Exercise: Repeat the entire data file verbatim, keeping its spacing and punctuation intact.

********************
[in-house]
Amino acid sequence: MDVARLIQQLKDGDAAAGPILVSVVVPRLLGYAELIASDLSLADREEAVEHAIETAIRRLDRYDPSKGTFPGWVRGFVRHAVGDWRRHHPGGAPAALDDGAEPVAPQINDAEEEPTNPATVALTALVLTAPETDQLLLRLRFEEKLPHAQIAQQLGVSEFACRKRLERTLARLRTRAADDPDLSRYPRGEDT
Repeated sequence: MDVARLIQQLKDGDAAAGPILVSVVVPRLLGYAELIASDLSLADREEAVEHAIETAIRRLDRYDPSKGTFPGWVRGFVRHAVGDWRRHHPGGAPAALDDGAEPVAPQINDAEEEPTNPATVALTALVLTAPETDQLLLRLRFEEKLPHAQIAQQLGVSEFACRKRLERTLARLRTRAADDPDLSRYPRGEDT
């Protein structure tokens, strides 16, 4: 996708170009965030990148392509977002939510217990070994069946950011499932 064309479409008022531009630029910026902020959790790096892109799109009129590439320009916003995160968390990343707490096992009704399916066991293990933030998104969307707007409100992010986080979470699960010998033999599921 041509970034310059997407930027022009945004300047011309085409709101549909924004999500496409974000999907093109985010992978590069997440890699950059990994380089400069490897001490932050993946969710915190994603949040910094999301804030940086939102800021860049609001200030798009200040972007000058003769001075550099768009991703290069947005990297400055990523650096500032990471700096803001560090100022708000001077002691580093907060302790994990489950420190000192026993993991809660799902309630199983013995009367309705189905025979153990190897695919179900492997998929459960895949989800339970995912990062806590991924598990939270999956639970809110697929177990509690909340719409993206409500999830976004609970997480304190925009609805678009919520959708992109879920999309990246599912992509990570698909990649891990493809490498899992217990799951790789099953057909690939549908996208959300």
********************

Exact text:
[in-house]
Amino acid sequence: MDVARLIQQLKDGDAAAGPILVSVVVPRLLGYAELIASDLSLADREEAVEHAIETAIRRLDRYDPSKGTFPGWVRGFVRHAVGDWRRHHPGGAPAALDDGAEPVAPQINDAEEEPTNPATVALTALVLTAPETDQLLLRLRFEEKLPHAQIAQQLGVSEFACRKRLERTLARLRTRAADDPDLSRYPRGEDT
Repeated sequence: MDVARLIQQLKDGDAAAGPILVSVVVPRLLGYAELIASDLSLADREEAVEHAIETAIRRLDRYDPSKGTFPGWVRGFVRHAVGDWRRHHPGGAPAALDDGAEPVAPQINDAEEEPTNPATVALTALVLTAPETDQLLLRLRFEEKLPHAQIAQQLGVSEFACRKRLERTLARLRTRAADDPDLSRYPRGEDT
């Protein structure tokens, strides 16, 4: 996708170009965030990148392509977002939510217990070994069946950011499932 064309479409008022531009630029910026902020959790790096892109799109009129590439320009916003995160968390990343707490096992009704399916066991293990933030998104969307707007409100992010986080979470699960010998033999599921 041509970034310059997407930027022009945004300047011309085409709101549909924004999500496409974000999907093109985010992978590069997440890699950059990994380089400069490897001490932050993946969710915190994603949040910094999301804030940086939102800021860049609001200030798009200040972007000058003769001075550099768009991703290069947005990297400055990523650096500032990471700096803001560090100022708000001077002691580093907060302790994990489950420190000192026993993991809660799902309630199983013995009367309705189905025979153990190897695919179900492997998929459960895949989800339970995912990062806590991924598990939270999956639970809110697929177990509690909340719409993206409500999830976004609970997480304190925009609805678009919520959708992109879920999309990246599912992509990570698909990649891990493809490498899992217990799951790789099953057909690939549908996208959300």